Discuss your application

Most funders use peer reviewers to judge proposals. However good your proposed research project, your application has to communicate this effectively to external reviewers. Where possible ask senior colleagues or colleagues with a successful grant application track record to review your proposal. This is strongly advised if you are a relatively new researcher or this is your first grant application. Research Services are also able to advise on non-academic aspects of your proposal such as eligibility, costing, presentation and so on. Also remember to contact your nominated referees. 

Justify your costings

Refer to the funder's costing guidelines and be realistic. Ensuring your proposal is appropriately resourced is important. Peer reviewers will mark down projects they consider to be either over or under resourced.  Applicants should think carefully about the time and resources needed to complete the research successfully within the specified period.

A well thought out financial plan helps to create general confidence in the proposal. Provide as detailed a breakdown of costs as possible so that referees and panels can properly assess the Case for Support. Make sure that what you are asking for is allowed within the funder's regulations. All funders look for value for money.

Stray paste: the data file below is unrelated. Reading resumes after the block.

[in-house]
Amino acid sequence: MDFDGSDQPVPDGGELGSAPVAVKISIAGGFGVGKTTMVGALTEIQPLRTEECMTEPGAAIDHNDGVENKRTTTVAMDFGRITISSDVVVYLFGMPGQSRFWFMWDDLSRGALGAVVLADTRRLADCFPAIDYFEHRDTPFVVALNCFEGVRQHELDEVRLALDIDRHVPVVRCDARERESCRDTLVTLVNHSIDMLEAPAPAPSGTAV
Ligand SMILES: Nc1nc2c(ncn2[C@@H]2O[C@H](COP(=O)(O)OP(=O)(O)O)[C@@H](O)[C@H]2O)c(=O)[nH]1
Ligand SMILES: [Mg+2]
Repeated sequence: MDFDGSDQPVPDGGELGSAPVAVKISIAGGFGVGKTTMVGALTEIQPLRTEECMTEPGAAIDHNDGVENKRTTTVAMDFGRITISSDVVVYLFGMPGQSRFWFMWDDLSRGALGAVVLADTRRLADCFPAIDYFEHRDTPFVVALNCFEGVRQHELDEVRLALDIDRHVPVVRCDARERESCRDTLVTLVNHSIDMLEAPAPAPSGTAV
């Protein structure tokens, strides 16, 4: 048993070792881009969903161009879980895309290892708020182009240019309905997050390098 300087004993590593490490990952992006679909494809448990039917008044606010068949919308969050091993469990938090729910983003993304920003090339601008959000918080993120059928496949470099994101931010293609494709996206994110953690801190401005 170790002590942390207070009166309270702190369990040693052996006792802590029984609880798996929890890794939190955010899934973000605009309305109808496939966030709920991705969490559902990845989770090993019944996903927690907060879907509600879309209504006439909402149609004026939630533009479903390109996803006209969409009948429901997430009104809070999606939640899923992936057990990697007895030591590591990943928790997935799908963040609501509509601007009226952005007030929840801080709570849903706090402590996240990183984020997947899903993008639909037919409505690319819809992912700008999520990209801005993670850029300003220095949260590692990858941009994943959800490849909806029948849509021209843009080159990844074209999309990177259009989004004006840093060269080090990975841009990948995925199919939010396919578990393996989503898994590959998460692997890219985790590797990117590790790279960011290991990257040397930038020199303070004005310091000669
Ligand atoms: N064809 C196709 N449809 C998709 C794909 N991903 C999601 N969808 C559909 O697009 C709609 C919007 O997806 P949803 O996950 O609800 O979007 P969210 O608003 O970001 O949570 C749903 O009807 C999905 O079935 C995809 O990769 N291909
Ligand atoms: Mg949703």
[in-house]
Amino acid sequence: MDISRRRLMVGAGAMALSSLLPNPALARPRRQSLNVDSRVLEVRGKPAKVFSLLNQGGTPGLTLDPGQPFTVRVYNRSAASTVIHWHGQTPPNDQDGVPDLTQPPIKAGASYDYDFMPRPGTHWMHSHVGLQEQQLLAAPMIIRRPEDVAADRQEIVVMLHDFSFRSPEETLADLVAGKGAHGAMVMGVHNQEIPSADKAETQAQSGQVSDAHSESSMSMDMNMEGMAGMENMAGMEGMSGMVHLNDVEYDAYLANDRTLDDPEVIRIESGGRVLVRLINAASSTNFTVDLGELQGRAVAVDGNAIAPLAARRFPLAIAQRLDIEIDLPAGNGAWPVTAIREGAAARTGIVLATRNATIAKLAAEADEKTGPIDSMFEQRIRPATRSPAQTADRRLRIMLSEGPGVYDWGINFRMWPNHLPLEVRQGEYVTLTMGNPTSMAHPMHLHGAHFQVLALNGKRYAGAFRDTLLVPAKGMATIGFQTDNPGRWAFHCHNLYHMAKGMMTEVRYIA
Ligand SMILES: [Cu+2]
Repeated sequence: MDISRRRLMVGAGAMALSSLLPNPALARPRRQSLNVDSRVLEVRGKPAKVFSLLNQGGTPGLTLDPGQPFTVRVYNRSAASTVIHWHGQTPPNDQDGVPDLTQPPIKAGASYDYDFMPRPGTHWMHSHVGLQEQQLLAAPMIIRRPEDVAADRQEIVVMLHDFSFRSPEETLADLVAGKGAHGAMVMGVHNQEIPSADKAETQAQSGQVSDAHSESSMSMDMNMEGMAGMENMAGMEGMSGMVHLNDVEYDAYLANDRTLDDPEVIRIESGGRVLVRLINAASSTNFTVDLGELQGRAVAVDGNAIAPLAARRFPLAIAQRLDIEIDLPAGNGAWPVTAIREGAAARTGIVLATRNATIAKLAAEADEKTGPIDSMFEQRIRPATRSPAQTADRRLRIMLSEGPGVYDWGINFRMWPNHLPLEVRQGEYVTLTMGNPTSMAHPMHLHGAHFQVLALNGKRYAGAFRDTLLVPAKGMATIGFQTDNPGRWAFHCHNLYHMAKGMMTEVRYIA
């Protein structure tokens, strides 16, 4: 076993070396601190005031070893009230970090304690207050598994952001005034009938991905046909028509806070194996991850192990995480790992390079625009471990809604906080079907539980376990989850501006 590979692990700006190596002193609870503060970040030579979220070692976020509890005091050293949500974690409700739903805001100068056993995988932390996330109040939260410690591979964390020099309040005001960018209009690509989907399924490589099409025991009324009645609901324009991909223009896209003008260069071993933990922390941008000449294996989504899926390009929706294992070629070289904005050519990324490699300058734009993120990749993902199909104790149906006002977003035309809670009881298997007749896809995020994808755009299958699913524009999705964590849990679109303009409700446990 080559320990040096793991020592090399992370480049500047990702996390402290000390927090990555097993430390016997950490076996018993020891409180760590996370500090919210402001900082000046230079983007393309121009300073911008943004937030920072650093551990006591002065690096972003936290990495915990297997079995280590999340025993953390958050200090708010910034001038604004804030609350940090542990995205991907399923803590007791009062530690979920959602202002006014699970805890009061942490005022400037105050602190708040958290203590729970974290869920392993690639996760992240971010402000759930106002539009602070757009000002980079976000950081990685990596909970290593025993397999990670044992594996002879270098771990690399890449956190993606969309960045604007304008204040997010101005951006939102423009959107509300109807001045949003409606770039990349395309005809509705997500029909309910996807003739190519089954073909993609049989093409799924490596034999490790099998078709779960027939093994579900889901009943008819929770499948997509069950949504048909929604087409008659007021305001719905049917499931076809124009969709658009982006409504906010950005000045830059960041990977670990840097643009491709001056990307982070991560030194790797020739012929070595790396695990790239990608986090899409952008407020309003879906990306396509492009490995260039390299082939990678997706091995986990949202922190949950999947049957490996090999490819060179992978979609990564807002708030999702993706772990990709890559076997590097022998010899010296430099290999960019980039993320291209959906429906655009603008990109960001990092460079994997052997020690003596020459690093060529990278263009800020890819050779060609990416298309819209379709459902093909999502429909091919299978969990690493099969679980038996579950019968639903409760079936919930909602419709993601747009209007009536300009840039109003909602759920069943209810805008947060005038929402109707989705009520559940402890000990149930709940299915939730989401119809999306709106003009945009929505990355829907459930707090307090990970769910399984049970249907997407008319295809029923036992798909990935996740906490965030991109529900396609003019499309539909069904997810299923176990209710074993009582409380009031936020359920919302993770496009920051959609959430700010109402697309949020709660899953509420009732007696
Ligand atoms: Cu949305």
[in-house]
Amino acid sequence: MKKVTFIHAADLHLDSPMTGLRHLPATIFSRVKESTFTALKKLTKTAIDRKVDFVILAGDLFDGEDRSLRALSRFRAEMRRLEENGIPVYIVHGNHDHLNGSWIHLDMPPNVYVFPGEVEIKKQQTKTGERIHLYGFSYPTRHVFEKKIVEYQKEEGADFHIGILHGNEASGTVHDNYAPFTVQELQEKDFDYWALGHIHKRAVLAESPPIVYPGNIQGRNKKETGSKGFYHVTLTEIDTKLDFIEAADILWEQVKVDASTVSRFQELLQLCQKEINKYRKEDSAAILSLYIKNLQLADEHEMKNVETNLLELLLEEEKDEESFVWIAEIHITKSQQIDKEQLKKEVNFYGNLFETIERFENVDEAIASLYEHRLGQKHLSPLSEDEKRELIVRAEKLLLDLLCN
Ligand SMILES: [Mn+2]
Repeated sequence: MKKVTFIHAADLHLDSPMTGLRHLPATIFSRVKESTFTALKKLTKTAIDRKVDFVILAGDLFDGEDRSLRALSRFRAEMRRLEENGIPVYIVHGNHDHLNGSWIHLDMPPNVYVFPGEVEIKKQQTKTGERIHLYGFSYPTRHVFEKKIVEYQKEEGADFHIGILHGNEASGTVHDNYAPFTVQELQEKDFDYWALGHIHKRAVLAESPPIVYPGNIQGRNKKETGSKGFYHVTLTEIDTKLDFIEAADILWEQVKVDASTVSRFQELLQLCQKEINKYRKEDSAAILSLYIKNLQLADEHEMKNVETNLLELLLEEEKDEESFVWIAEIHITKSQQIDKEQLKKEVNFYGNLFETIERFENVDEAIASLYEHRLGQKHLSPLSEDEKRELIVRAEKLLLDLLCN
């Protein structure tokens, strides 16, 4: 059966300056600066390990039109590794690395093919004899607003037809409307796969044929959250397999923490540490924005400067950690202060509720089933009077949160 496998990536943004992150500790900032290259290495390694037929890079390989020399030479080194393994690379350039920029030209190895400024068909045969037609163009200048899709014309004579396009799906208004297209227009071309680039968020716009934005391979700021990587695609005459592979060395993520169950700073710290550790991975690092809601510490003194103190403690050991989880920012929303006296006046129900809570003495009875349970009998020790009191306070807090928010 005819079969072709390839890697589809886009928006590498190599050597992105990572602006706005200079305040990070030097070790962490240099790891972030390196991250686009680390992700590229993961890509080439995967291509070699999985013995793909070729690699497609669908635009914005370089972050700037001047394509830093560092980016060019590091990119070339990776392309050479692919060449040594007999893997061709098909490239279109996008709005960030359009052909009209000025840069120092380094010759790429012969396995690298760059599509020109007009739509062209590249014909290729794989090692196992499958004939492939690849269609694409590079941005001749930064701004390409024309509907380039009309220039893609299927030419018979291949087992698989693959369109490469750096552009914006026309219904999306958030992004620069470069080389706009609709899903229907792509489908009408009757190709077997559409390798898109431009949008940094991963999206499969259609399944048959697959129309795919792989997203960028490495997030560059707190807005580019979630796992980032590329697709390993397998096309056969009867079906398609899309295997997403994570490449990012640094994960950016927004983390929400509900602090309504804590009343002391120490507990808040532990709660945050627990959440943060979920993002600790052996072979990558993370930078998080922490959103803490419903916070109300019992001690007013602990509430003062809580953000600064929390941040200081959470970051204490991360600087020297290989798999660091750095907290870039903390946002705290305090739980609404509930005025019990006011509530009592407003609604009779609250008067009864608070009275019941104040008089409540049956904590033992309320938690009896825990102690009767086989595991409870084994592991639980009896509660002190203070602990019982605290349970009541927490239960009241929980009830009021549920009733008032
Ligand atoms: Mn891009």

Costing/information checklist 

Please note that the UK Government now requires all applications to provide the Full Economic Cost (fEC) of proposed research projects, whether the funder pays fEC or not. You can obtain more detailed information in the fEC guidelines document.

Research Services have also compiled a checklist to serve as an aide-mémoire when completing a research proposal.  Please take time to look through the list as it may highlight research costs you have overlooked.

Content and presentation 

The research proposal is the means by which you will be trying to convince a panel that your application is worth funding. Consider the following questions:

  • Have I clearly formulated the problem, have I put it in context of contemporary work within the field and theoretical debates, demonstrated the way in which my work will build on existing research and make a contribution to the field? Is there a clear and convincingly argued analytical framework?